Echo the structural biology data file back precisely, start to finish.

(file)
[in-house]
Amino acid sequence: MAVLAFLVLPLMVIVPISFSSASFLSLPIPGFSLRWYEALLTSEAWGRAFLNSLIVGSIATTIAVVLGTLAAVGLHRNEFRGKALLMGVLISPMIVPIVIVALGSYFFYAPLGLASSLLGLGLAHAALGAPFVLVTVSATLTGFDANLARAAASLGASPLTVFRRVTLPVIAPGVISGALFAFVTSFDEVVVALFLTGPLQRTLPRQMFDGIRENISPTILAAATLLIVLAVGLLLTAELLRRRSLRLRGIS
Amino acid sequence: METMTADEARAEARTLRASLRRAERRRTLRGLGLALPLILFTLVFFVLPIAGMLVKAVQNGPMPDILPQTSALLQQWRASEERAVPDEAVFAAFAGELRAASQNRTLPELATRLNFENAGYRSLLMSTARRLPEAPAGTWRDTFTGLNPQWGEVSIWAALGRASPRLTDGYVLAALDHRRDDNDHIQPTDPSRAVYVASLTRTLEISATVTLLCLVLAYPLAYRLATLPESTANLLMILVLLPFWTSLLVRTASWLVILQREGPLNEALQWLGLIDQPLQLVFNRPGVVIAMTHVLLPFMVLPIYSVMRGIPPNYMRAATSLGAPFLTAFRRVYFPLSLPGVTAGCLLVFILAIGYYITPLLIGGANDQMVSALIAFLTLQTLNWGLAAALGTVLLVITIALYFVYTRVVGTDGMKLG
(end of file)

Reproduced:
[in-house]
Amino acid sequence: MAVLAFLVLPLMVIVPISFSSASFLSLPIPGFSLRWYEALLTSEAWGRAFLNSLIVGSIATTIAVVLGTLAAVGLHRNEFRGKALLMGVLISPMIVPIVIVALGSYFFYAPLGLASSLLGLGLAHAALGAPFVLVTVSATLTGFDANLARAAASLGASPLTVFRRVTLPVIAPGVISGALFAFVTSFDEVVVALFLTGPLQRTLPRQMFDGIRENISPTILAAATLLIVLAVGLLLTAELLRRRSLRLRGIS
Amino acid sequence: METMTADEARAEARTLRASLRRAERRRTLRGLGLALPLILFTLVFFVLPIAGMLVKAVQNGPMPDILPQTSALLQQWRASEERAVPDEAVFAAFAGELRAASQNRTLPELATRLNFENAGYRSLLMSTARRLPEAPAGTWRDTFTGLNPQWGEVSIWAALGRASPRLTDGYVLAALDHRRDDNDHIQPTDPSRAVYVASLTRTLEISATVTLLCLVLAYPLAYRLATLPESTANLLMILVLLPFWTSLLVRTASWLVILQREGPLNEALQWLGLIDQPLQLVFNRPGVVIAMTHVLLPFMVLPIYSVMRGIPPNYMRAATSLGAPFLTAFRRVYFPLSLPGVTAGCLLVFILAIGYYITPLLIGGANDQMVSALIAFLTLQTLNWGLAAALGTVLLVITIALYFVYTRVVGTDGMKLG